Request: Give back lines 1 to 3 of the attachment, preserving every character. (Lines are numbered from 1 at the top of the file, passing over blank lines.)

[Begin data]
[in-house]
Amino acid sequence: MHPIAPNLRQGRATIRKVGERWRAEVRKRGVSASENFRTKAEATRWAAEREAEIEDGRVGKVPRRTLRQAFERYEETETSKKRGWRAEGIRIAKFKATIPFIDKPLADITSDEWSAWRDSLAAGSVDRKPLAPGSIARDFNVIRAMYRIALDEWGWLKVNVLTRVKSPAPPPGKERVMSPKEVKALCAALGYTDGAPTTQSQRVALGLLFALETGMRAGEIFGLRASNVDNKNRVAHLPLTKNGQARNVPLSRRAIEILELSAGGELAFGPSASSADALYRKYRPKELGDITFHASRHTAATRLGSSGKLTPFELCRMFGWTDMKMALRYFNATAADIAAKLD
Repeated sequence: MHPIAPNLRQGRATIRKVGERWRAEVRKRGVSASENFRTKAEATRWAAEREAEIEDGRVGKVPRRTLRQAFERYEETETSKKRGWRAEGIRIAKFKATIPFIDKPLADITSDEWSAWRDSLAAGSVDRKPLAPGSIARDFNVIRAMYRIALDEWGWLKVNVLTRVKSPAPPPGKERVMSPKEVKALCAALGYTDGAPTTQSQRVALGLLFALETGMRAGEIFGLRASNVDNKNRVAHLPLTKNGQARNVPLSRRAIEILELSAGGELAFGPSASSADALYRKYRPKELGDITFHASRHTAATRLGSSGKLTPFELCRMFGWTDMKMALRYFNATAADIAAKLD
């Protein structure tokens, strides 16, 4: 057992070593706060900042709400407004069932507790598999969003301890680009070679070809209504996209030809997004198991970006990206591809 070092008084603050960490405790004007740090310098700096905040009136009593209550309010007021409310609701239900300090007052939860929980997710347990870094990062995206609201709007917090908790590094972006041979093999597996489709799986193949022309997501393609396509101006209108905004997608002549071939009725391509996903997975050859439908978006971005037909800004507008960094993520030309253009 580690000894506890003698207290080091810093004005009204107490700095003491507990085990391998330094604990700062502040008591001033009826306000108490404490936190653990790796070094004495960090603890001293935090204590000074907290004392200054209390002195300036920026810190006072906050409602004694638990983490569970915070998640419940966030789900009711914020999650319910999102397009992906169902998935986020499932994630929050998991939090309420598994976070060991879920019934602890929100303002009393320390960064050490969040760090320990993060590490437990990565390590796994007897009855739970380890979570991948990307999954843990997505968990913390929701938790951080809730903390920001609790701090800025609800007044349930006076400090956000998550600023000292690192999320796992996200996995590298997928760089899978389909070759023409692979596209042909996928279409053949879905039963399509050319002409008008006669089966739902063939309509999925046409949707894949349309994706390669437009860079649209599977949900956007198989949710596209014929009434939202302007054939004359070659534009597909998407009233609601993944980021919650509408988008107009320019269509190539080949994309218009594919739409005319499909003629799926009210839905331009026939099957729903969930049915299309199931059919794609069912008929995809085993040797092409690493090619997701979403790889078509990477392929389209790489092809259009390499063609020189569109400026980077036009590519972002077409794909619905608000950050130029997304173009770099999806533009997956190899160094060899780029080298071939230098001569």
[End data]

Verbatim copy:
[in-house]
Amino acid sequence: MHPIAPNLRQGRATIRKVGERWRAEVRKRGVSASENFRTKAEATRWAAEREAEIEDGRVGKVPRRTLRQAFERYEETETSKKRGWRAEGIRIAKFKATIPFIDKPLADITSDEWSAWRDSLAAGSVDRKPLAPGSIARDFNVIRAMYRIALDEWGWLKVNVLTRVKSPAPPPGKERVMSPKEVKALCAALGYTDGAPTTQSQRVALGLLFALETGMRAGEIFGLRASNVDNKNRVAHLPLTKNGQARNVPLSRRAIEILELSAGGELAFGPSASSADALYRKYRPKELGDITFHASRHTAATRLGSSGKLTPFELCRMFGWTDMKMALRYFNATAADIAAKLD
Repeated sequence: MHPIAPNLRQGRATIRKVGERWRAEVRKRGVSASENFRTKAEATRWAAEREAEIEDGRVGKVPRRTLRQAFERYEETETSKKRGWRAEGIRIAKFKATIPFIDKPLADITSDEWSAWRDSLAAGSVDRKPLAPGSIARDFNVIRAMYRIALDEWGWLKVNVLTRVKSPAPPPGKERVMSPKEVKALCAALGYTDGAPTTQSQRVALGLLFALETGMRAGEIFGLRASNVDNKNRVAHLPLTKNGQARNVPLSRRAIEILELSAGGELAFGPSASSADALYRKYRPKELGDITFHASRHTAATRLGSSGKLTPFELCRMFGWTDMKMALRYFNATAADIAAKLD